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Criminal activities, including extortion, blamed for stalled airport housing project

FILE PICTURE of Human Settlements MEC Tertuis Simmers visiting the Airport Precinct - Picture supplied

FILE PICTURE of Human Settlements MEC Tertuis Simmers visiting the Airport Precinct - Picture supplied

Published May 10, 2022


Cape Town - The legislature has heard that criminal activities at the Airport precinct housing project construction site, including shootings and attempts to extort money from the contractor, have forced work to be halted.

Human Settlements MEC Tertuis Simmers told ANC MPL Andile Lili that the delays had been further compounded by the refusal of resident communities to be temporarily relocated from the construction area.

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This has jeopardised the project, which was meant to provide 175 housing units in the current financial year.

Lili had asked about progress on the project and when the first residents were to move in. He also wanted to know which pockets of land and/or housing projects had been earmarked to benefit residents of temporary relocation areas (TRA).

Simmers said: “There have been incidents of shooting on site where demands were made on the contractor by gunmen to pay R200 000 a month if they wish to continue working.”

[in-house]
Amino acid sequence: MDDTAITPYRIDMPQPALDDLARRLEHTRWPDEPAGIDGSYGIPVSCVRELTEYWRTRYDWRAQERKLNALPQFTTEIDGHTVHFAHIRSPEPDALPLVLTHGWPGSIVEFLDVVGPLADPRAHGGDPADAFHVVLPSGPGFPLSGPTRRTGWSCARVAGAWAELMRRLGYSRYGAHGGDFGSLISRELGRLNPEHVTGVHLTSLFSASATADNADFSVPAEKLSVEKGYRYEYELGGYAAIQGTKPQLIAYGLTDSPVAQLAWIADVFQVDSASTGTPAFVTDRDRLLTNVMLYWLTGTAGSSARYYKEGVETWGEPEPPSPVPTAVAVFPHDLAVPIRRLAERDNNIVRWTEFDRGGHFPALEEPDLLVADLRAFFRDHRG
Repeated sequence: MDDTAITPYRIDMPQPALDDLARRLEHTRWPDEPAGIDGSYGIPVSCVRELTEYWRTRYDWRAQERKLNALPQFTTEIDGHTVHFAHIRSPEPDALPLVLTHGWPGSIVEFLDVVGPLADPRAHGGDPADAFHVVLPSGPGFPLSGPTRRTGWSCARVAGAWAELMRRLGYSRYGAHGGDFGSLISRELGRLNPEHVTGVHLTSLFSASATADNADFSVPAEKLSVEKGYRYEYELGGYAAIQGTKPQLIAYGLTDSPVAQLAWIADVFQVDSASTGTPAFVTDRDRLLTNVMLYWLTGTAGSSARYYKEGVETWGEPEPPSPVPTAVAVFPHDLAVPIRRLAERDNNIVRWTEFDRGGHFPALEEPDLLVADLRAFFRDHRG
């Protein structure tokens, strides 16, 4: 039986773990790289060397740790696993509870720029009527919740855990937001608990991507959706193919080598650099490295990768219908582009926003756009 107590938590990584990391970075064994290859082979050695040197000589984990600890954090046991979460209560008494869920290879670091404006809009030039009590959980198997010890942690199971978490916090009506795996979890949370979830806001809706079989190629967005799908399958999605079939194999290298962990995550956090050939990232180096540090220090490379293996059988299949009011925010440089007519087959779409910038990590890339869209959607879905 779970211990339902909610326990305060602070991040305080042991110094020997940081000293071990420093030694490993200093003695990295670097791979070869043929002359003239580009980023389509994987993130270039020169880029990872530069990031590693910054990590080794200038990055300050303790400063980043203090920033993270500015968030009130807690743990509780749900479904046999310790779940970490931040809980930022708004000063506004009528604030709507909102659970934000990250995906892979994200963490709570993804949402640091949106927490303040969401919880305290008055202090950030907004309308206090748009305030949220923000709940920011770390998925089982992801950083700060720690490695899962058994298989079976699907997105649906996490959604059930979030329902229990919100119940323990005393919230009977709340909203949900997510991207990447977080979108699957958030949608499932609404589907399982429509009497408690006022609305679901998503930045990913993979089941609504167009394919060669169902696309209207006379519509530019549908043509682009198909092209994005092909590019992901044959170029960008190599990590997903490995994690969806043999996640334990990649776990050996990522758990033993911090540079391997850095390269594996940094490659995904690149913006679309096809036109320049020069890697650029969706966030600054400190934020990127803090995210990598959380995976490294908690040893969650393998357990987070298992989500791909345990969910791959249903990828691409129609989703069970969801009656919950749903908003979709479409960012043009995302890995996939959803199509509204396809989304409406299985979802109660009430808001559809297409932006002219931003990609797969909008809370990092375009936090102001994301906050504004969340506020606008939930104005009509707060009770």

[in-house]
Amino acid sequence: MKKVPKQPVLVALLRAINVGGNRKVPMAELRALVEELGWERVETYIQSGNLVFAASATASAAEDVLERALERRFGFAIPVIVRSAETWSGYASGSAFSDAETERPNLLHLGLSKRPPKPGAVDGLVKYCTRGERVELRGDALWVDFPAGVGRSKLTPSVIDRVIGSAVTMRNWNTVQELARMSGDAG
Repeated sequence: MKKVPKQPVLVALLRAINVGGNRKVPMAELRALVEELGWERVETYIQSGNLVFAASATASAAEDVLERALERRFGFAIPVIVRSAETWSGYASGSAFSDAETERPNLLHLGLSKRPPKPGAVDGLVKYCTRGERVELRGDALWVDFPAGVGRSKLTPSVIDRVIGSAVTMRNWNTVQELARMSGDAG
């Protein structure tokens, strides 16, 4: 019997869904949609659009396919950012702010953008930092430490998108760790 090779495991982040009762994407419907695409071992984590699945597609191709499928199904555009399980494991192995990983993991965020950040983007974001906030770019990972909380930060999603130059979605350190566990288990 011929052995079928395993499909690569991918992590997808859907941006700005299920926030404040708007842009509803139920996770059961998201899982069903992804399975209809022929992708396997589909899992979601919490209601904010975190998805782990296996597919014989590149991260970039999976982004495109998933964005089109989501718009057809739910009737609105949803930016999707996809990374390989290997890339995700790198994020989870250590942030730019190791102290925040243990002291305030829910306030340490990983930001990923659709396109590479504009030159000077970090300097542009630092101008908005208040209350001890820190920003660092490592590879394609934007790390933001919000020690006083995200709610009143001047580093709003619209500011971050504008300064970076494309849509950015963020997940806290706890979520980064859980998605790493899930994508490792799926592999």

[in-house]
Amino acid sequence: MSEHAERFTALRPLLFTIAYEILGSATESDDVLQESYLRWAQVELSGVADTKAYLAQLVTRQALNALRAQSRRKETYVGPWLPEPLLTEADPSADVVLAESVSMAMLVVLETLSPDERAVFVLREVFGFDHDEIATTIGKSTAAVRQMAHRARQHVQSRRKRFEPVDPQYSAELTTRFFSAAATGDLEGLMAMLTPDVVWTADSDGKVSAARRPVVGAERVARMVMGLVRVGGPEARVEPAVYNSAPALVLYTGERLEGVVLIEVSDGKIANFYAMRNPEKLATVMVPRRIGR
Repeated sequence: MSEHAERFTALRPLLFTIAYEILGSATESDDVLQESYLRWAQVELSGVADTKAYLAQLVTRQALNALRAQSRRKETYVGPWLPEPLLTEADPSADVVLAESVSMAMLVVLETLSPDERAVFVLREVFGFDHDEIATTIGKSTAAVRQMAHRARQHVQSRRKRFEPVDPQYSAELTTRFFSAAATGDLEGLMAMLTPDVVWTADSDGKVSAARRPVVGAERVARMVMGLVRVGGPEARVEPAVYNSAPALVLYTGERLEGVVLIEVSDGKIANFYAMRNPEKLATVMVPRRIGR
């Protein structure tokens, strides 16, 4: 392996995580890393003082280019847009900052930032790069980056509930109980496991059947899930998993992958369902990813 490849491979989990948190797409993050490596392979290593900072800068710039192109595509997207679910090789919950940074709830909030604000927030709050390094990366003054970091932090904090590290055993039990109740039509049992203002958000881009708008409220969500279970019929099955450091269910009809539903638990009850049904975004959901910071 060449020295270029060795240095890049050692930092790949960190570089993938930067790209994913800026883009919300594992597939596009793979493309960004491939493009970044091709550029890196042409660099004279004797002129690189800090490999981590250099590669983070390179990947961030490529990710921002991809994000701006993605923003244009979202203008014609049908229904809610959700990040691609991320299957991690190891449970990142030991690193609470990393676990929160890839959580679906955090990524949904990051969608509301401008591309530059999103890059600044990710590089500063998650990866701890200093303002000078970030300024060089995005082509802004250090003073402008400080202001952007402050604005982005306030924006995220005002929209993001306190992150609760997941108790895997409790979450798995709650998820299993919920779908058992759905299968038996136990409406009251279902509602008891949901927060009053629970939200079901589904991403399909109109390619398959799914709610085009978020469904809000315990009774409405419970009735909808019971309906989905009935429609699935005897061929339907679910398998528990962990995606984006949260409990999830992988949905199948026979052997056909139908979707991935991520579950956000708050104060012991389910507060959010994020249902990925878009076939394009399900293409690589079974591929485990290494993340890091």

He said all construction-related work had since been stopped as there had been continuous threats of further shooting.

“The construction work will only resume when all safety and security measures are in place and the contractor deems the working environment is safe to continue.”

There were ongoing discussions with the contractor and local stakeholders to find suitable mitigation measures to help create a safe working environment, he said.

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Reacting to this, MPL Matlhodi Maseko (DA) said there had been a long track record of criminals targeting Human Settlements projects with the express goal of extorting protection money from project managers.

She would be asking the Community Safety and Police Oversight MEC Reagen Allen to look into all housing projects in the province that are halted by similar criminal acts in the hope that he would take the matter up with the police, she said.

“People need homes, and we cannot allow crime to get in the way of this.”

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Meanwhile, with regards to the question about earmarked housing projects, Simmers said there were none set aside for people in the TRA during the 2022/23 financial year.

“However, some beneficiaries within the TRA, managed by the department, were relocated to Forest Village and Joe Slovo.”

An audit would be done in the 2022/23 financial year to verify approved beneficiaries who still need to be relocated to formal houses, he said.

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The department said the airport precinct project is divided into phase one which comprises construction of housing units on infill sites with a total yield of 729 houses; and phase two which entails the development of the main site comprising different pockets of informal settlements.

Simmers said the Airport Infills housing development project comprises four sites which are allocated in Lusaka, New Rest, Luyolo and Tambo Village.

He said the airport precinct beneficiaries would be sourced mainly from Kanana, Barcelona, Europe, Vukuzenzele, Zimbabwe, Lusaka and surrounding areas.